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 Intonation difficulty in the simplest case
Author: Tony Pay 2017
Date:   2018-09-19 21:01

After a recent concert on period instruments in Cambridge, I had a conversation with an acoustician friend about something that has always puzzled me. We achieved a sort of resolution of the matter after a sequence of emails between us that included a contribution from an expert in psychoacoustics.

Roughly speaking, the conclusion is that sometimes there may be no solution in situ to an intonation problem. Rather than bending notes up and down, people need to be making different sorts of sound, having greater or lesser content of specific harmonics – by using different reeds perhaps.

You could say that we always knew that. But it never made sense to me intellectually.

Of course, bending notes up and down is important.  But it might help if it were generally understood that in some circumstances we need to look elsewhere, and so give ourselves space and time to do that.

Here is what my friend wrote to the psychoacoustician. (I should say that psychoacoustics is the study not only of the physics of sound (acoustics) but of how our ears and brain process sound.)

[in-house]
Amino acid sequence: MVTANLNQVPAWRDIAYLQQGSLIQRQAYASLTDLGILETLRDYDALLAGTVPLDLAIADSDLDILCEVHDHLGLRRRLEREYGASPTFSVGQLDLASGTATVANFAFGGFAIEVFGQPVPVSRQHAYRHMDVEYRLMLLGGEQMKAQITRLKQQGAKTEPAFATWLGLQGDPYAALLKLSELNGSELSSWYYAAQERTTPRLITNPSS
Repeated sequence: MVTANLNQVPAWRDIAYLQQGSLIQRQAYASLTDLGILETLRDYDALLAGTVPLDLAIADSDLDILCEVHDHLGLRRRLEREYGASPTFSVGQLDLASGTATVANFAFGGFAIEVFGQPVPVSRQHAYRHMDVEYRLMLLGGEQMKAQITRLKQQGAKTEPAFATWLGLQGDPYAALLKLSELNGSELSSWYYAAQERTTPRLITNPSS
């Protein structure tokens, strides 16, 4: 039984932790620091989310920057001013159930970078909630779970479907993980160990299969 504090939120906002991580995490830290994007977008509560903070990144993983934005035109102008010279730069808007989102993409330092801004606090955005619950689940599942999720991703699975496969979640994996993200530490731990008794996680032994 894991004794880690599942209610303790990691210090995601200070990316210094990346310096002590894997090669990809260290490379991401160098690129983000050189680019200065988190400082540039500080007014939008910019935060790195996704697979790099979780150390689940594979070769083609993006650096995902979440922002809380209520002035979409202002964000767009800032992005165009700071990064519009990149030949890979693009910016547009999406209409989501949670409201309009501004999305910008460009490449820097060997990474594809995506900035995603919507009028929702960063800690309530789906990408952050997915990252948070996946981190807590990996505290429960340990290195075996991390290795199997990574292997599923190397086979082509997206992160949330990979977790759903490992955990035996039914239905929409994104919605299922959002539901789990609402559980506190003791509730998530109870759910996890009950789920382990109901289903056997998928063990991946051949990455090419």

Quote:

I was talking to Antony Pay (the clarinettist, copied here) the other day, and he described an interesting psychoacoustical problem.  I can think of ways to approach it with tests, but as always with such questions my first recourse is to run it past you in case you say “This is a well-known effect, it’s in my book….

Sometimes, he has experienced frustrating difficulties trying to play in tune with other woodwind players.  He has explored this enough that he has reduced it to quite a stark example: trying to play a single note, accurately in unison with one other instrument.  He reports that sometimes he can adjust his pitch from something that is clearly too sharp, all the way through to something that is clearly too flat, without finding anywhere in between that does not strike the ears of a professional musician (such as the conductor) as “out of tune.”